Policy ForumEconomics

Documenting decline in U.S. economic mobility

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Science  28 Apr 2017:
Vol. 356, Issue 6336, pp. 382-383
DOI: 10.1126/science.aan3264

Economists and other social scientists have long studied intergenerational income mobility, but consistent data linking adult incomes of children and their parents at similar ages over many generations have been unavailable, which thwarted attempts to study long-term trends. Chetty et al.'s study in this issue of Science (1) is therefore a tour de force for producing historically comparable estimates of absolute income mobility—the fraction of individuals in a birth cohort who earn, at age 30, more than their parents did at roughly the same age—over the post–World War II period. Their striking conclusion is that there has been a large decline in the rate of upward mobility across successive U.S. birth cohorts, from 92% of children born in 1940 earning more than their parents to only half of children born in 1984. Although Chetty et al. find that the slowdown in Gross Domestic Product growth has played a role, they conclude that faster economic growth is insufficient to restore mobility to its immediate postwar level in light of increased income inequality—a critical insight for policy and research.

Chetty et al. combine parent-child linked income information derived from Internal Revenue Service administrative tax data for recent cohorts with cross-sectional income data on representative samples of parents and children from Census Bureau household surveys for earlier cohorts, adjusting for consumer-price inflation. Their key methodological innovation is to combine information on the marginal income distributions of children and parents with plausible, empirically based assumptions about the stability of the joint distribution of parents' and children's income ranks (the copula) to generate estimates of intergenerational mobility even in years when longitudinal linked parent-child income data are unavailable. Their data and approach provide the most compelling evidence to date that U.S. intergenerational absolute income mobility has declined substantially.

Although this dramatic decline is startling, the results fit well with what has previously been established regarding rising U.S. income inequality and stagnating real median earnings. The chart below makes this clear by displaying Chetty et al.'s estimate of absolute mobility and the difference between real median income of children and parents, both around age 30, for the 1940 to 1984 birth cohorts. The two series essentially move in parallel [correlation coefficient (r) = 0.995 (2)]. A $10,000 decline in real median income of the children's generation relative to their parents' generation is associated with a 9.3 percentage point decline in absolute income mobility (3). Our inference from the chart is that the well-documented stagnant growth in U.S. real median household income beginning in the mid-1970s is central to the decline in absolute mobility. As the change in median income reflects changes in economic growth and inequality (the median is resilient to increased skewness in the right-tail of the distribution), it makes intuitive sense that median income growth across generations closely tracks income mobility, if the copula of parent and child income ranks stays stable.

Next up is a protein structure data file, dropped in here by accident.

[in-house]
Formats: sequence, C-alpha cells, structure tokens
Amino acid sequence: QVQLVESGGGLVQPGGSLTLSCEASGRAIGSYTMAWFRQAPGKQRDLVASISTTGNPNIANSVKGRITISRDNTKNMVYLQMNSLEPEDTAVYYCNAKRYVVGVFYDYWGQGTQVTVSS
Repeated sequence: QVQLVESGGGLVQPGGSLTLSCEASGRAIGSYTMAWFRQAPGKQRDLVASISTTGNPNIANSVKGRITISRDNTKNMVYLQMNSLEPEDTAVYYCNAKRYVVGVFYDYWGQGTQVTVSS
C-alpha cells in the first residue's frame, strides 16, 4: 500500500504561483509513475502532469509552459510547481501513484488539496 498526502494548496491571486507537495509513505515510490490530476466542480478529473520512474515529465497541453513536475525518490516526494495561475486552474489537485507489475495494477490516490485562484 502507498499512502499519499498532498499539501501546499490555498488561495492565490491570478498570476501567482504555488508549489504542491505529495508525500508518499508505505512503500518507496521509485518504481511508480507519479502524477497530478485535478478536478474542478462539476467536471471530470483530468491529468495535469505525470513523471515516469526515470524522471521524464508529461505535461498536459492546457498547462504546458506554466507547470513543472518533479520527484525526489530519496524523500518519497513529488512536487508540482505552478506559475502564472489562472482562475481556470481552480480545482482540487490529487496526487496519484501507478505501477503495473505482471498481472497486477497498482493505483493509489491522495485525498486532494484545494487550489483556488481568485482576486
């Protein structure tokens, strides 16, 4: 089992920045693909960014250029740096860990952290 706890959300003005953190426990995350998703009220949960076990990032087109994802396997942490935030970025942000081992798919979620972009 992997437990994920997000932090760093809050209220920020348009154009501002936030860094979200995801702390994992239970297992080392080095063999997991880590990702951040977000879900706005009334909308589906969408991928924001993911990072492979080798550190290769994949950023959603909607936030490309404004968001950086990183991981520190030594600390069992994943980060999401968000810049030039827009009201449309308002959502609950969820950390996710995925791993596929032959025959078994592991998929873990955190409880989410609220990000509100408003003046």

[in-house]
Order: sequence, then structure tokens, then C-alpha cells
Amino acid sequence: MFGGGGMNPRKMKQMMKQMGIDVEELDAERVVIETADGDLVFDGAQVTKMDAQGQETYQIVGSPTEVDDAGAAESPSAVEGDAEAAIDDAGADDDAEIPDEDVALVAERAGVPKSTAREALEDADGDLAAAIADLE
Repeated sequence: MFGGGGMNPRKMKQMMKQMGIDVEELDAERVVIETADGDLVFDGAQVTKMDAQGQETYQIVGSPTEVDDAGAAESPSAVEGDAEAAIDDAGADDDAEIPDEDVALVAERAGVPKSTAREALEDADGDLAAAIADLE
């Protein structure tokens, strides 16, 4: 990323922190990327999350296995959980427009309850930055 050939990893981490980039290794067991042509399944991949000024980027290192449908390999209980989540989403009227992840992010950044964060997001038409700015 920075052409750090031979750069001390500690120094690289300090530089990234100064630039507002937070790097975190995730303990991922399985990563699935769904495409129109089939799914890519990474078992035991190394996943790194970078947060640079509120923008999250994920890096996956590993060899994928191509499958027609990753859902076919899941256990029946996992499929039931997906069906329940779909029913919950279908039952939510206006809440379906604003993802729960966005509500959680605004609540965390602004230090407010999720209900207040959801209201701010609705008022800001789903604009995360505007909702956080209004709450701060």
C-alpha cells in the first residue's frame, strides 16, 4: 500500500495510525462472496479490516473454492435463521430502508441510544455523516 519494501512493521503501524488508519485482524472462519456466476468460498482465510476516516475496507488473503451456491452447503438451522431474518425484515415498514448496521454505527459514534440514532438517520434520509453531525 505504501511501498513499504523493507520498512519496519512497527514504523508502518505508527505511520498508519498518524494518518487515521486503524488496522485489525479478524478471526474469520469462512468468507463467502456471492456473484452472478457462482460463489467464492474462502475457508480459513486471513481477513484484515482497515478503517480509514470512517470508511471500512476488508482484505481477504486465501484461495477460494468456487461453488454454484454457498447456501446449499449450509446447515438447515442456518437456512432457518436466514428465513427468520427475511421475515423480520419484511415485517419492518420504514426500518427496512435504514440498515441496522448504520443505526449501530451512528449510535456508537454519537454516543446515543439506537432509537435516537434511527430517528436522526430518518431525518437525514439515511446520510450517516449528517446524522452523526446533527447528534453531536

An alternative concept of mobility is to change the reference group from one's own parents to the median parent in the parent's generation. Chetty et al. show that the share of children earning more than the median parent declined from 92% in the 1940 birth cohort to 45% in the 1984 cohort (4). The two mobility measures (earning more than one's own parent versus the median parent) move almost identically across cohorts (r = 0.998).

An advantage of measures using the median income of children and parents or the share of children earning more than a given quantile in the parents' distribution is that such measures can be directly computed from standard public-use cross-sectional household survey data and do not require data that longitudinally link children to parents. Given that the children-parent cohort difference in median income accounts for 99% of the time-series variation in absolute mobility, little is apparently lost by examining trends in real median income rather than directly measuring mobility because Chetty et al. show the copula is stable for recent cohorts and not important for mobility trends for earlier cohorts. This need not have been the case and was unknown before Chetty et al.'s research. Further research could examine whether children-parent cohort differences in median income predict cross-state differences and regional trends in absolute mobility.

A focus on real median income by generation (as long as the copula remains stable) could allow one to extend the Chetty et al. study to examine absolute mobility for subgroups, such as African Americans and Hispanics, who are not currently identified in administrative tax data but are identified in census household survey data. Policies such as the Civil Rights Act likely had a substantial impact on economic mobility for African Americans. The finding that real median income increased more for African Americans than others from the early 1960s until the late 1970s likely implies that income mobility increased more for African Americans than for whites over this period (5, 6).

Stagnant Wages, Policy Options

Why have real median earnings stagnated or fallen? One important factor involves slower growth of human capital investment, especially for children from low-income families. Growth of educational attainment has slowed across generations (7). Children born in the early 1940s had slightly over two more years of schooling, on average, at age 30 than individuals in their parents' generation, as compared with only 0.75 more years of schooling for children born in the early 1980s (8, 9). The declining educational advantage across generations has slowed income growth, and slower growth of the supply of more educated workers has been a key factor in rising wage inequality, the major factor in the decline in mobility documented by Chetty et al. (7, 10). The United States has gone from leading the world in educational attainment for those born in the mid-20th century to being in the middle of the pack for rich nations for those born since the 1970s (7). The rise in college completion rates in recent decades has been concentrated among families in the top half of the income distribution (11), making it difficult for children from low-income families to surpass their parents' economic performance. Economic returns remain high for increased access to public colleges for less-advantaged students (12).